I asked Hurd whether Oracle is doing anything specific to address such concerns, particularly among customers that come to Oracle through acquisitions and seek simpler licensing terms and more consistent licensing quotes across multiple product lines.
Hurd didn't offer specific answers and didn't seem to see it as a particular problem between Oracle and its customers. In fairness, customers of Microsoft, SAP, and other enterprise software vendors register similar complaints about those vendors' contracts, though Oracle's challenge is magnified by the number of new acquisitions it tries to integrate each year.
"We have no strategy that says, 'How do we make this as difficult as possible?'" Hurd said. "We're very much trying to make it simple, trying to make it easy. Now that said, we have a lot of products. If you consider that complexity, then I can't help you with that. We have hardware, we have marketing software, HR software, ERP software, database, middleware, and each of them has certain intrinsic values associated with it. And we try to price them in a way that we think is thoughtful.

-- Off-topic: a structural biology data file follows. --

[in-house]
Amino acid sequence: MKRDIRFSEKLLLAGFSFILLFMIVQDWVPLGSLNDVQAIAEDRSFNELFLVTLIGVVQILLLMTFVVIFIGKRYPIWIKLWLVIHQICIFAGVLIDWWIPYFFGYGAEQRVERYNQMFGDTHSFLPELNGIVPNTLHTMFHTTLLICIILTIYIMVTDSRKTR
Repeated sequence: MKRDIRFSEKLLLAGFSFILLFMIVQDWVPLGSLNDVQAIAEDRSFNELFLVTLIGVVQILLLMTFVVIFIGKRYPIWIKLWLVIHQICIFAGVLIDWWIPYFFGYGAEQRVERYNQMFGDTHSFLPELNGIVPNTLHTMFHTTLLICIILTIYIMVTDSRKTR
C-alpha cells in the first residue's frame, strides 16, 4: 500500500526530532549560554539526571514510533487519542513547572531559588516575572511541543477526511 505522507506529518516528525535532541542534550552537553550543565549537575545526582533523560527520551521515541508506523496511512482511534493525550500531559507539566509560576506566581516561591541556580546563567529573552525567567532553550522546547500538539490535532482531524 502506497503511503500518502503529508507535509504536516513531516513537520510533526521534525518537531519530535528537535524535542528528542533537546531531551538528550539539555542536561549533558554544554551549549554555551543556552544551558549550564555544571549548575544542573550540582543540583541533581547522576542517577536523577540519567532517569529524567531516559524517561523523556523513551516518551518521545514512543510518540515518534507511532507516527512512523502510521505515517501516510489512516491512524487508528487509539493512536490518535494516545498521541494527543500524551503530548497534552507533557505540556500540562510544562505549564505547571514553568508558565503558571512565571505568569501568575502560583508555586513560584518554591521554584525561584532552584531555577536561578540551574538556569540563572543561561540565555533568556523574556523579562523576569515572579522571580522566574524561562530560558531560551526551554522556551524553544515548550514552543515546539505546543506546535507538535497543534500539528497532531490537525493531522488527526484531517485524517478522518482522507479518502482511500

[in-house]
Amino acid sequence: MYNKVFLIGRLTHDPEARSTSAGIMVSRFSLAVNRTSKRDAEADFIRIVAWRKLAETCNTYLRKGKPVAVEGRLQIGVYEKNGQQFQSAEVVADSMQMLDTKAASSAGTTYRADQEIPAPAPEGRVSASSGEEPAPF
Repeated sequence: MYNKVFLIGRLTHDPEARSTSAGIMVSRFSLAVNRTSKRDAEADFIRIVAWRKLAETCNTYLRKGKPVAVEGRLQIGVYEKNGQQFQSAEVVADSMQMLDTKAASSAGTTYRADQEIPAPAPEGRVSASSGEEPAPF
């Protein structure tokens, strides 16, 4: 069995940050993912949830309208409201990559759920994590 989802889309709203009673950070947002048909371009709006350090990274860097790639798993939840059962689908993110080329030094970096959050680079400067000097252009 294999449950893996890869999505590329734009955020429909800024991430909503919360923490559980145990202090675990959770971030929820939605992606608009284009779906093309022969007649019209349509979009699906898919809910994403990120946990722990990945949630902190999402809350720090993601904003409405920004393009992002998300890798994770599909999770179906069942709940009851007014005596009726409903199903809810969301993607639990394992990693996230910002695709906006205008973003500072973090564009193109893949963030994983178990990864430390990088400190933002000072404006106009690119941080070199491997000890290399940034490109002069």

"We're always in search of ways to make things simpler, ways to innovate in terms of simplifying the pricing. We're not trying to make things more complicated."
Rob Preston is VP and editor in chief of InformationWeek, where he oversees the editorial content and direction of its various websites, digital magazines, Webcasts, live and virtual events, and other products.